At the same time, Vail Health had a peak of nearly 80 employees out with COVID-19 at one time, placing a great strain on hospital staffing levels and other resources.

The county uses color codes — green, yellow and red — to assess whether various sectors of essential public infrastructure have the capacity to continue operating properly amid COVID-19 surges. When omicron began rearing its head in the community on Dec. 20, the county’s “health and medical” sector was moved out of the green zone directly into the red, Harmon said.

This coding system was used to request support and resources from the state including rapid response teams for testing, staffing assistance and personal protective equipment — all of which helped the county maintain strong medical services through the surge, Harmon said.

Testing swabs are ready for use at the pop-up COVID-19 test location near the Welcome Center in Vail.
Chris Dillmann/Vail Daily

As of Monday, Lindley said Vail Health had 43 staff out due to COVID-19 isolation — nearly half the number reported at the peak of the surge.

COVID-19 treatments like antivirals and monoclonal antibodies sent by the state remain in strong supply, Lindley said.

“We haven’t had to turn away a single patient for monoclonal antibody treatment. So, any individual in the community that meets the criteria for treatment we’ve been able to treat, which has been fantastic,” he said. “We’ve given over 350 courses of monoclonal antibodies to community members.”

Attendance at Colorado Mountain Medical’s weekly vaccine clinics has also declined, leading Lindley to believe that all county residents who want to be vaccinated have gotten the shot.

For Eagle County residents aged 16 to 19 as well as those aged 40 to 69, the county is reporting a vaccination rate of approximately 100% based on 2020 U.S. Census numbers, Harmon said. This represents residents who have had at least one dose of a COVID-19 vaccine.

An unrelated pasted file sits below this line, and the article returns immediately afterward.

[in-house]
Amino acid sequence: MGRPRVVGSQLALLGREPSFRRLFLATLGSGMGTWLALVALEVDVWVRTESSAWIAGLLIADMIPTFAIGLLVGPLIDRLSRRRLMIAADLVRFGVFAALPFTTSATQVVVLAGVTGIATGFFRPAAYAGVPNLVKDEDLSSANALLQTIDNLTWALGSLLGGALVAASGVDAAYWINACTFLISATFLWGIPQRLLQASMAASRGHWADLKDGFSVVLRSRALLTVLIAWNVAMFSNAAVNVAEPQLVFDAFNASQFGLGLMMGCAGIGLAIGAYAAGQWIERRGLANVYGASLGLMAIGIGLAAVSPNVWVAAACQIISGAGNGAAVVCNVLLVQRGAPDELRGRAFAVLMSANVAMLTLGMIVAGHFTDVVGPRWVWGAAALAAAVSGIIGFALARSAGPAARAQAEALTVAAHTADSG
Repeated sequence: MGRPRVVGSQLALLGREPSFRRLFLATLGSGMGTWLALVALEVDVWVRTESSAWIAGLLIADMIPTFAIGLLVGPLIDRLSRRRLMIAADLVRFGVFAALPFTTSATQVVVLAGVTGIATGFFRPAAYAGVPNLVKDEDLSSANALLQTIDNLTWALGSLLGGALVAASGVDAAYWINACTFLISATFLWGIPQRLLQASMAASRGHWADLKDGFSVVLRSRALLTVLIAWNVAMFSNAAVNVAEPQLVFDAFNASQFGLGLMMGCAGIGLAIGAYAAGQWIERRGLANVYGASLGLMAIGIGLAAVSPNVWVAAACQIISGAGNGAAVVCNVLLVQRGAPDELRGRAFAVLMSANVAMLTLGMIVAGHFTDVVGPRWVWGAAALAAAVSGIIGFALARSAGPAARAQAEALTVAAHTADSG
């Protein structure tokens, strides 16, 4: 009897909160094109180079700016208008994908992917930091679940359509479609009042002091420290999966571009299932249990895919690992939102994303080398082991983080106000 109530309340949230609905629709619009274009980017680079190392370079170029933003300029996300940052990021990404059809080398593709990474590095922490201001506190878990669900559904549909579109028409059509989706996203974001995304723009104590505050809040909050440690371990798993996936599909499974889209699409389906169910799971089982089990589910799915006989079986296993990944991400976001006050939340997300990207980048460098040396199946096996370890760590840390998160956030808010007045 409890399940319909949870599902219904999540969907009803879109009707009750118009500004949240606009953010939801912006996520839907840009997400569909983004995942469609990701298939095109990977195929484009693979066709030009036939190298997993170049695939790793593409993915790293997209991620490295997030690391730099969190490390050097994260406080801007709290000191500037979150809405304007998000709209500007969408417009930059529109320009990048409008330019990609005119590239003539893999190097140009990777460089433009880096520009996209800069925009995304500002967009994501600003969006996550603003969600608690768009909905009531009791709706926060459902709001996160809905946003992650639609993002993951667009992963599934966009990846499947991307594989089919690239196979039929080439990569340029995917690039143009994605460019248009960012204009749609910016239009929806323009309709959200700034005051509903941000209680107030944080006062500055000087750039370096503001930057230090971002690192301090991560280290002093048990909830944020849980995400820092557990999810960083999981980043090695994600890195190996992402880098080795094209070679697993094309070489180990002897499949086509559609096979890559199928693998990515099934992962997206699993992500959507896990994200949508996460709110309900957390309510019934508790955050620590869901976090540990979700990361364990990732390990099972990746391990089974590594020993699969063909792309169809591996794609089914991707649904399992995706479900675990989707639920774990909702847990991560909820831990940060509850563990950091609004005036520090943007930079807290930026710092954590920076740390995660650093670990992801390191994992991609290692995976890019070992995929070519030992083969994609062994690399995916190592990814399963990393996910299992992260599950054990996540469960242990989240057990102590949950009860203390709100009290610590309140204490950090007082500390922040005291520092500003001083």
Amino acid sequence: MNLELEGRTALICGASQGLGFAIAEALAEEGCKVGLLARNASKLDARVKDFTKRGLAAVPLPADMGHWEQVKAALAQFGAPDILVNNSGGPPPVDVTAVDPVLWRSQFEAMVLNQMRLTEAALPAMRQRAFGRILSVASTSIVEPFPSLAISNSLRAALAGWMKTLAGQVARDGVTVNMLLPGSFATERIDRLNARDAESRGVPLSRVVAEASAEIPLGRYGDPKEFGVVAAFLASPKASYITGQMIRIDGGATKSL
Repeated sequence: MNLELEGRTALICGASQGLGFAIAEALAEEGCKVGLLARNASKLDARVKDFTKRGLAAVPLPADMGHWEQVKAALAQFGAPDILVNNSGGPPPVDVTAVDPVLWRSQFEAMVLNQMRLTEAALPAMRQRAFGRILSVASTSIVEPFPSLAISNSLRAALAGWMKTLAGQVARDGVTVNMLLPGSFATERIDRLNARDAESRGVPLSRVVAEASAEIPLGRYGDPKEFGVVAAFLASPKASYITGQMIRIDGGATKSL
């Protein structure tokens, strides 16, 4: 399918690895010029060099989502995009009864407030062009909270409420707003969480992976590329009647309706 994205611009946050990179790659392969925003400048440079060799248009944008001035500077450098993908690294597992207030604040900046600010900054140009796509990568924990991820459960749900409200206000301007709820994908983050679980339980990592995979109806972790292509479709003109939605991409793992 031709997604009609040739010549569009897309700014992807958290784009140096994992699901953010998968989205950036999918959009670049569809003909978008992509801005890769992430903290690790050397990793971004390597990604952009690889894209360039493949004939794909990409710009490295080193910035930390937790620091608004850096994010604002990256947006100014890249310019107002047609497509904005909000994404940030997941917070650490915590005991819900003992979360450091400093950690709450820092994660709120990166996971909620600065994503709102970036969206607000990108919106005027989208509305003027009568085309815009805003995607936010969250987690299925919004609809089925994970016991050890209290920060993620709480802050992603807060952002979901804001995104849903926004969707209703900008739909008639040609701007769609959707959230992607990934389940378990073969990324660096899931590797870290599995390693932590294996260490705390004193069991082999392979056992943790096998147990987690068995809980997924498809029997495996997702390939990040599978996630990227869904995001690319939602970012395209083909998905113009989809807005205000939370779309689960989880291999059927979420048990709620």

All other age groups are reporting vaccination rates between 93% to 97% with the exception of children aged 5 to 11 years, the latest age group to be approved for vaccination, according to data provided by Harmon.

This is compared to a statewide average of just under 75% across all age groups, according to Colorado’s dashboard for vaccine data.

Strong vaccination rates and a higher level of overall health put Eagle County residents at an advantage for weathering the storm of the omicron variant, but transmission was still very high, Lindley said. It’s hard to imagine what the county’s COVID-19 metrics might have looked like if it were able to capture all of the visitors that contributed to transmission during one of the busiest times for tourism in the valley.

Los Amigos stays busy during the New Year’s holiday weekend in Vail.
Chris Dillmann/Vail Daily

“Definitely when we had all those visitors here during those two holiday weeks, there were many, many more cases per day than were reported on the county’s dashboard because essentially 50% of everybody we were testing was from out of town,” Lindley said.

“So, you can assume those numbers were probably closer to 600 local new cases per day — 500 or 600. It’s hard to know exactly … and many hospitalizations were not from Eagle County residents, they were from visitors.”

What we know and what we don’t know

For some, the unprecedented spread of omicron has brought a false sense of security — a feeling that most everyone in the community has been infected with one variant or another at this point so we must all have immunity.

While it is true that omicron brought more local infections than any other variant, the assertion that this has spread a blanket of herd immunity across the community that will endure through future surges is a fallacy, Lindley said.

It is important to understand that COVID-19 will continue to mutate as it spreads from person to person across the globe and, thus, new variants will continue to emerge, he said. Omicron happened to be more contagious and milder, but that does not mean the next variant will also present mild symptoms, he said.

“We all hope that ends up being the case but quite frankly, no one knows,” Lindley said.

We are not in a place where we should be thinking about COVID-19 like the flu as we know much less about COVID-19 and it is still proving to be more dangerous than the flu for certain demographics, Harmon said.